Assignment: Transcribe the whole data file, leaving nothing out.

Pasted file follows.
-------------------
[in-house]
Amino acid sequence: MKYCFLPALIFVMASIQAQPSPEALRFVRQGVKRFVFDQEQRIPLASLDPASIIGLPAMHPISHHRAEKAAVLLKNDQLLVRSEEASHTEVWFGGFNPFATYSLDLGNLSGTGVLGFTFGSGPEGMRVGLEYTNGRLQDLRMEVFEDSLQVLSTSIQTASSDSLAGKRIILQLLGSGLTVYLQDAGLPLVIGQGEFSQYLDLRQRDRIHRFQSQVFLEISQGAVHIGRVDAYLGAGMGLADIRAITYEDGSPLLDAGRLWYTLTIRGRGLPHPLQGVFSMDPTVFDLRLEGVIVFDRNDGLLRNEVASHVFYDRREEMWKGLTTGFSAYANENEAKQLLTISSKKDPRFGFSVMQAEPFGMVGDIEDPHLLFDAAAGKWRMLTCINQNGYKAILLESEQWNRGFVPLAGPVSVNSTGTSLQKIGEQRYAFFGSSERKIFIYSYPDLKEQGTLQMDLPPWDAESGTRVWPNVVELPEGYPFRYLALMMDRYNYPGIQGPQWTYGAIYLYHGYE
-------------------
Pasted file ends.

[in-house]
Amino acid sequence: MKYCFLPALIFVMASIQAQPSPEALRFVRQGVKRFVFDQEQRIPLASLDPASIIGLPAMHPISHHRAEKAAVLLKNDQLLVRSEEASHTEVWFGGFNPFATYSLDLGNLSGTGVLGFTFGSGPEGMRVGLEYTNGRLQDLRMEVFEDSLQVLSTSIQTASSDSLAGKRIILQLLGSGLTVYLQDAGLPLVIGQGEFSQYLDLRQRDRIHRFQSQVFLEISQGAVHIGRVDAYLGAGMGLADIRAITYEDGSPLLDAGRLWYTLTIRGRGLPHPLQGVFSMDPTVFDLRLEGVIVFDRNDGLLRNEVASHVFYDRREEMWKGLTTGFSAYANENEAKQLLTISSKKDPRFGFSVMQAEPFGMVGDIEDPHLLFDAAAGKWRMLTCINQNGYKAILLESEQWNRGFVPLAGPVSVNSTGTSLQKIGEQRYAFFGSSERKIFIYSYPDLKEQGTLQMDLPPWDAESGTRVWPNVVELPEGYPFRYLALMMDRYNYPGIQGPQWTYGAIYLYHGYE